For a social media giant that fact-checks memes (particularly over on Instagram) – fact-checking opinion pieces and editorials must be, policy and justification-wise, a walk in the park.
We’re talking about Facebook, of course, and Poynter is letting us know that third party contractors are now allowed to flag op-eds as “altered” and “missing context,” in addition to an existing set of ratings.
This reversal comes soon after Senator Elizabeth Warren and other Democrats wrote to Facebook to ask why Facebook doesn’t allow fact-checkers to look over opinion pieces.
They say that opinions are like assholes, in that everybody has one, but Facebook has now “clarified” what that means as far as the giant is concerned: sure, you can have an opinion, but you may not be able to express it. Those who interpret this as stifling of freedom of expression will surely be forgiven.
Facebook addressed the International Fact-Checking Network to make further clarifications: if fact-checkers decide that opinion pieces and even op-eds contain misinformation, it means their authors won’t be given “a free pass” just because of the nature of their work.
True, Facebook doesn’t make direct threats of automatic deletion, saying instead that such content “may still be eligible for a rating.”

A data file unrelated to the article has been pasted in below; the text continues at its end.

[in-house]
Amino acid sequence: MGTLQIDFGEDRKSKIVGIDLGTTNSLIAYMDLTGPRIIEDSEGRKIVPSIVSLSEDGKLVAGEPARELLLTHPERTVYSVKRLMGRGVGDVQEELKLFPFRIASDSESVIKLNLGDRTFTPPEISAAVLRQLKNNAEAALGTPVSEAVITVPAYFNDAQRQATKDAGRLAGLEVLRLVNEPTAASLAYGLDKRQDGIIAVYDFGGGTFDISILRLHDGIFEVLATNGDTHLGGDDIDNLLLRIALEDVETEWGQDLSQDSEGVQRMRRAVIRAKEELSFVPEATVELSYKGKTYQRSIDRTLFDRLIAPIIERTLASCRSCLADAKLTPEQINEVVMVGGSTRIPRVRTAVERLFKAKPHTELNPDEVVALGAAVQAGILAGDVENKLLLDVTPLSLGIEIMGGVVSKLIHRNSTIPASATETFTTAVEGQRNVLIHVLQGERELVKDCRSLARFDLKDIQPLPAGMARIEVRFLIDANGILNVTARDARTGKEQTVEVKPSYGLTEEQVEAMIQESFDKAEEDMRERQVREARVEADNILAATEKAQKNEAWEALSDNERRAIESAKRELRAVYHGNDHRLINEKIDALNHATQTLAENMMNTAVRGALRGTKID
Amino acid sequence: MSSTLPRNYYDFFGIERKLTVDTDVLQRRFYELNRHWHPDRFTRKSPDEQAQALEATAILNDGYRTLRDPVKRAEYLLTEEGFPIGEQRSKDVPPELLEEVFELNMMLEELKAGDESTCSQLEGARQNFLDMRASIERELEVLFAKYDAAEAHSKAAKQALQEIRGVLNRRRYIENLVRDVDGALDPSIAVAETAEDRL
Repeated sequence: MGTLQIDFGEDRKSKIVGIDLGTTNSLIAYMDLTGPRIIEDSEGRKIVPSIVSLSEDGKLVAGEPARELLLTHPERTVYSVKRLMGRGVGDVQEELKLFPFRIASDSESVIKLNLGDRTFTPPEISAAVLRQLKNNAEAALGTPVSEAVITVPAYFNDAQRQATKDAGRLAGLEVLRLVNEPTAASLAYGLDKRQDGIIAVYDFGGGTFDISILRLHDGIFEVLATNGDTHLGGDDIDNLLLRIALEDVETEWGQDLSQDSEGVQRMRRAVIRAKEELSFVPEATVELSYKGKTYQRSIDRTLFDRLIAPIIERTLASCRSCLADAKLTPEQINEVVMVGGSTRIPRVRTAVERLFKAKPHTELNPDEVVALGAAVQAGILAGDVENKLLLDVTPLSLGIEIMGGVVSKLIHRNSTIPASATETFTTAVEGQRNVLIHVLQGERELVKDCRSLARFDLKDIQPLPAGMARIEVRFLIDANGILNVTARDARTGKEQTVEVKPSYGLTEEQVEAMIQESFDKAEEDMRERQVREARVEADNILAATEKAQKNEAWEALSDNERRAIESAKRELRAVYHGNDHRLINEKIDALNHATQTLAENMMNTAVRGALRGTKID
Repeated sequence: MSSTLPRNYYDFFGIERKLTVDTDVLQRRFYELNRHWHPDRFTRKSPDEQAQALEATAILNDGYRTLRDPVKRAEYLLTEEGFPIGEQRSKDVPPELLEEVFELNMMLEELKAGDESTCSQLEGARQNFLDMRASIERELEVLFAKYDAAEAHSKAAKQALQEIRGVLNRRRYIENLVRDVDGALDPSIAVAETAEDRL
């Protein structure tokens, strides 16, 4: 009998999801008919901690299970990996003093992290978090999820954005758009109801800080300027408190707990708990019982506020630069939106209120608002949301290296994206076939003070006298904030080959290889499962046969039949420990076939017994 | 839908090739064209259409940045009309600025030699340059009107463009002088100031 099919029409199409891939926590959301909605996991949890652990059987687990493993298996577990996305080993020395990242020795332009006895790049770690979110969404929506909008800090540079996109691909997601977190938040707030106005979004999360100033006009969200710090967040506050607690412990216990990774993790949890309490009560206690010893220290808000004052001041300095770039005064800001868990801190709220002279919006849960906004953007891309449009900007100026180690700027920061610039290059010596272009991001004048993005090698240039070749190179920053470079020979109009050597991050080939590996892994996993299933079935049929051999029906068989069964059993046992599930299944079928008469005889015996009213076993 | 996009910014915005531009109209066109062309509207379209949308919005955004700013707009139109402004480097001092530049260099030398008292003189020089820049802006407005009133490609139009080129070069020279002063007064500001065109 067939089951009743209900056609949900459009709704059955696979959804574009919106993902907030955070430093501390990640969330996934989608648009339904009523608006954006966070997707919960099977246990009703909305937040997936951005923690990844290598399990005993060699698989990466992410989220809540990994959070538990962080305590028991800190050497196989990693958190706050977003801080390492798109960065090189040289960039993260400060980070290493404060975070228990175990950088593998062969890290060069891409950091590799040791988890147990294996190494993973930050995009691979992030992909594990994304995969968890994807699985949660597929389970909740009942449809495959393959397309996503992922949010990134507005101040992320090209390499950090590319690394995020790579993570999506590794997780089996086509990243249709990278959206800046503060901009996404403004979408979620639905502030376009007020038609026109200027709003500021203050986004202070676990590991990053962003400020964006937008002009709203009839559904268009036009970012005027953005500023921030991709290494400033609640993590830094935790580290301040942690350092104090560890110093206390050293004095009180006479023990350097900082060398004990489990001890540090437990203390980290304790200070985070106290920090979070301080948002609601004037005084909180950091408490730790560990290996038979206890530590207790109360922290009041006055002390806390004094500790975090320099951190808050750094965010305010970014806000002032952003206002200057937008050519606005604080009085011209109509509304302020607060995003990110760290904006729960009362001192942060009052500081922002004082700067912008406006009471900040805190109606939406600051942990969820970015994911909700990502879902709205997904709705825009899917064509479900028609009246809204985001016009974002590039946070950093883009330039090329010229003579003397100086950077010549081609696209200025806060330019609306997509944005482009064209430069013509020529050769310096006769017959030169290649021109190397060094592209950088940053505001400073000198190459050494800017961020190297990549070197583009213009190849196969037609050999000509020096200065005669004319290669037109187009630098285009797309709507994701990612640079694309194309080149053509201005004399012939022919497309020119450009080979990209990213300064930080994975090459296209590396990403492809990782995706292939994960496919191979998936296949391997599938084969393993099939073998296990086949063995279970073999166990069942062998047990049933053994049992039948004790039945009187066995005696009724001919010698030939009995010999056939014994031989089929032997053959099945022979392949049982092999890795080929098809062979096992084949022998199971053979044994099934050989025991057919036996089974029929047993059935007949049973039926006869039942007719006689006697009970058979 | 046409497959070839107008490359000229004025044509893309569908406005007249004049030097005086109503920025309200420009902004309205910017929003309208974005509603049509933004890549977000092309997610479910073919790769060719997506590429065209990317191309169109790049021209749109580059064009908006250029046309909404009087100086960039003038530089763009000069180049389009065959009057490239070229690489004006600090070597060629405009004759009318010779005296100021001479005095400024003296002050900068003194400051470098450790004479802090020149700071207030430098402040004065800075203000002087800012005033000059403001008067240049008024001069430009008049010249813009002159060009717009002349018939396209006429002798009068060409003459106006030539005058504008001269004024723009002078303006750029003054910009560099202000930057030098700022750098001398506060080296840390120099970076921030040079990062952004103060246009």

This “clarification” is meant to remove existing confusion around the subject felt by fact-checkers, who are clearly unsure whether somebody’s opinion is fair censorship game.
One of them, from Brazil-based fact-checker Agencia Lupa, also used the expression “free pass” to describe what has been happening so far with opinion and op-eds – saying those working for this company always knew this type of content should be eligible – and think Facebook has made a good step that makes their lives easier.
But it’s Summer Chen of Taiwan Fact-Check Center who gets, or at least, tries to get to the point: to fact-check or not to fact-check was in the past a dilemma mostly around “politicians’ opinions” seen as spreading false information.
“We surely would have liked to have flagged some,” said Chen.
But that will have to wait, at least for a while, because Facebook had another clarification: a spokesman said that fact-checkers from third party companies the giant hires are still not allowed to “rate” statements from politicians.
Other fact-checkers lamented not being able to use these new rules earlier to suppress “contrarian” opinions about coronavirus.